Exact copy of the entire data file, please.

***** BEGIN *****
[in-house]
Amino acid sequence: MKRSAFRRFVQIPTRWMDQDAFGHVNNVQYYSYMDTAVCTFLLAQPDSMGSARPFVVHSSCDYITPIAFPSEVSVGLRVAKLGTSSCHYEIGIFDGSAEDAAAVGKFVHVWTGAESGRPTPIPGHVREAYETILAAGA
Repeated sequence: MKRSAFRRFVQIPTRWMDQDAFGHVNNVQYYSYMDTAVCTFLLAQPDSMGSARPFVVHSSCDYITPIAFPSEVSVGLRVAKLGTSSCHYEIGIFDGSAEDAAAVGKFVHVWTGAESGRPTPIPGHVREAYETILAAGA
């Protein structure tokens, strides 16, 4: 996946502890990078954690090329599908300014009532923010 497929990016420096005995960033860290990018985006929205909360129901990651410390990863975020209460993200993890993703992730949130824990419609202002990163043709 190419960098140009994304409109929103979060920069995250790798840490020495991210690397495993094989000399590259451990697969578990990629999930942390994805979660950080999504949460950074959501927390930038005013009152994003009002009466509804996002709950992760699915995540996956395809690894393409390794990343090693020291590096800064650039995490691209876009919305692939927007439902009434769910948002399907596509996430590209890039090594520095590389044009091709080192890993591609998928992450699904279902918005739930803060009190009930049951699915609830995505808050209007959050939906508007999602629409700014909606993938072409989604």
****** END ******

[in-house]
Amino acid sequence: MKRSAFRRFVQIPTRWMDQDAFGHVNNVQYYSYMDTAVCTFLLAQPDSMGSARPFVVHSSCDYITPIAFPSEVSVGLRVAKLGTSSCHYEIGIFDGSAEDAAAVGKFVHVWTGAESGRPTPIPGHVREAYETILAAGA
Repeated sequence: MKRSAFRRFVQIPTRWMDQDAFGHVNNVQYYSYMDTAVCTFLLAQPDSMGSARPFVVHSSCDYITPIAFPSEVSVGLRVAKLGTSSCHYEIGIFDGSAEDAAAVGKFVHVWTGAESGRPTPIPGHVREAYETILAAGA
């Protein structure tokens, strides 16, 4: 996946502890990078954690090329599908300014009532923010 497929990016420096005995960033860290990018985006929205909360129901990651410390990863975020209460993200993890993703992730949130824990419609202002990163043709 190419960098140009994304409109929103979060920069995250790798840490020495991210690397495993094989000399590259451990697969578990990629999930942390994805979660950080999504949460950074959501927390930038005013009152994003009002009466509804996002709950992760699915995540996956395809690894393409390794990343090693020291590096800064650039995490691209876009919305692939927007439902009434769910948002399907596509996430590209890039090594520095590389044009091709080192890993591609998928992450699904279902918005739930803060009190009930049951699915609830995505808050209007959050939906508007999602629409700014909606993938072409989604």